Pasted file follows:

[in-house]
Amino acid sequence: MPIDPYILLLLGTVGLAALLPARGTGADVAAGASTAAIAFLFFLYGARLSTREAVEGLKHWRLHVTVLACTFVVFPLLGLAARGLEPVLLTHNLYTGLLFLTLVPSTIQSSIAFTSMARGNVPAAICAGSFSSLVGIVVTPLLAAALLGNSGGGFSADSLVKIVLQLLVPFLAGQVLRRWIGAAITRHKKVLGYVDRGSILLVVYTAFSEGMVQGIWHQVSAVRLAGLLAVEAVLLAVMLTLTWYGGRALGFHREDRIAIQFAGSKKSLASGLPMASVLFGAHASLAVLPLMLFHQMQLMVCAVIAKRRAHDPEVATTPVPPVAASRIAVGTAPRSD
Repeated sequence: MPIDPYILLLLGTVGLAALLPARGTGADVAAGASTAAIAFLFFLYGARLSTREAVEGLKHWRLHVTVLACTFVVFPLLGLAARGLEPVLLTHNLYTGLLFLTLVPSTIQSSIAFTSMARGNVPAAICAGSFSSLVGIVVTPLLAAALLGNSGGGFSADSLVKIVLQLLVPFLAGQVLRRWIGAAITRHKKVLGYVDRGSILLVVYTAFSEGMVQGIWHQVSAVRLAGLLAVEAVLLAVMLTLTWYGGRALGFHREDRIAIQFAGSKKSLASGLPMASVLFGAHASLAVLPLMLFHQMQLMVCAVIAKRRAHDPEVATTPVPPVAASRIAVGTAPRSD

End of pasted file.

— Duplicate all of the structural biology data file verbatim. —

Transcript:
[in-house]
Amino acid sequence: MPIDPYILLLLGTVGLAALLPARGTGADVAAGASTAAIAFLFFLYGARLSTREAVEGLKHWRLHVTVLACTFVVFPLLGLAARGLEPVLLTHNLYTGLLFLTLVPSTIQSSIAFTSMARGNVPAAICAGSFSSLVGIVVTPLLAAALLGNSGGGFSADSLVKIVLQLLVPFLAGQVLRRWIGAAITRHKKVLGYVDRGSILLVVYTAFSEGMVQGIWHQVSAVRLAGLLAVEAVLLAVMLTLTWYGGRALGFHREDRIAIQFAGSKKSLASGLPMASVLFGAHASLAVLPLMLFHQMQLMVCAVIAKRRAHDPEVATTPVPPVAASRIAVGTAPRSD
Repeated sequence: MPIDPYILLLLGTVGLAALLPARGTGADVAAGASTAAIAFLFFLYGARLSTREAVEGLKHWRLHVTVLACTFVVFPLLGLAARGLEPVLLTHNLYTGLLFLTLVPSTIQSSIAFTSMARGNVPAAICAGSFSSLVGIVVTPLLAAALLGNSGGGFSADSLVKIVLQLLVPFLAGQVLRRWIGAAITRHKKVLGYVDRGSILLVVYTAFSEGMVQGIWHQVSAVRLAGLLAVEAVLLAVMLTLTWYGGRALGFHREDRIAIQFAGSKKSLASGLPMASVLFGAHASLAVLPLMLFHQMQLMVCAVIAKRRAHDPEVATTPVPPVAASRIAVGTAPRSD